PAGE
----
Trespassing is the ‘most common’ crime against farmers

Trespassing is the “most common” crime against farmers, according to a report by the Central Statistics Office (CSO).

As part of the Crime and Victimisation 2019 report, farming households were surveyed and the results show that trespassing was the most frequently reported crime, with 18% of farming respondents to the survey saying they experienced trespassing on their land.

Respondents in farming households were asked a series of additional questions as part of the survey relating to their experience of crimes specific to farms. Over a fifth (21%) of farming households surveyed said that a crime or crimes had been committed against the farm in the 12 months prior to interview. 

In the report, it is also outlined that 2% of respondents said they experienced theft of farm machinery, 1% reported theft of / interfering with livestock and 0.5% reported theft of a farm vehicle.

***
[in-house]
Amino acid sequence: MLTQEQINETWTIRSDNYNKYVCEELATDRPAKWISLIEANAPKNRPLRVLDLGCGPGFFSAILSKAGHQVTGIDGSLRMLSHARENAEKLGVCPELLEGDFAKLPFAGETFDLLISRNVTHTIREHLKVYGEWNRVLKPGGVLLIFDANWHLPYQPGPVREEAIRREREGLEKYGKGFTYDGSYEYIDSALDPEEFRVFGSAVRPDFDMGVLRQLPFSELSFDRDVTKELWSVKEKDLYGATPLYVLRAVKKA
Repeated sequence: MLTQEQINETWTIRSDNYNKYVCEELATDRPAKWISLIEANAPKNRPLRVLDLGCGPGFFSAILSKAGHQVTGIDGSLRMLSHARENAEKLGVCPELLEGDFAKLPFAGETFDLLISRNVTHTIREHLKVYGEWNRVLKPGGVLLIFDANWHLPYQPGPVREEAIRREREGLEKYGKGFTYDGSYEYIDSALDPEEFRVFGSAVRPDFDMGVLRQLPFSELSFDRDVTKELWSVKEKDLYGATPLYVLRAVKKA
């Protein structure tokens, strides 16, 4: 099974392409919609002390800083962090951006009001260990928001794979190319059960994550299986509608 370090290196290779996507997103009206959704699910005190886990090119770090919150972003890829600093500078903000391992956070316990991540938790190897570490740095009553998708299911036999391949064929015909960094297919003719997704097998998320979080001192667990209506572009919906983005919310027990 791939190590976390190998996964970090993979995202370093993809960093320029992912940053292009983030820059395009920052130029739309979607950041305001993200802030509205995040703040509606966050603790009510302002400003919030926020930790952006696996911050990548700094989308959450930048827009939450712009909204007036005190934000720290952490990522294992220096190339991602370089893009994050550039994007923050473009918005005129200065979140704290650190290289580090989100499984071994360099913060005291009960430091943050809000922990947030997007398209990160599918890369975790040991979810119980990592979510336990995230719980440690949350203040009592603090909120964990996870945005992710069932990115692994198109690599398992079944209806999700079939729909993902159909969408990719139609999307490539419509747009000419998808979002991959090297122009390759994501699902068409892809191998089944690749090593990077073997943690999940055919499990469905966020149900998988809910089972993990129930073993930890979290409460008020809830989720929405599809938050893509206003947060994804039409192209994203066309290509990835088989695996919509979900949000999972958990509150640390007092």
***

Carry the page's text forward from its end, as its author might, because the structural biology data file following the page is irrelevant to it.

Border and western regions see lowest levels of household crime

In regards to household crime not specific to farming, the border and western regions saw the lowest levels of household crime with 2% of households being victimised, according to the report.

Households in the Dublin region were the most likely to be victims of household crime, with 6% of respondents saying they had suffered a burglary or theft.

Nearly 2% of respondents in the west of Ireland reported that they were victims of rural crime and nearly 3% of respondents in the south-west reported that they were victims.

Many crimes remain unreported

Of all the respondents to the survey, 59% of households that were victims of crime said they reported some or all incidents to An Garda Síochána.

For the 41% that did not report, nearly half of those did not do so as they did not deem the crime to be serious enough.

27% did not report the crime because they believe the Gardaí “could do nothing” while 20% believed the Gardaí “would not do anything”.

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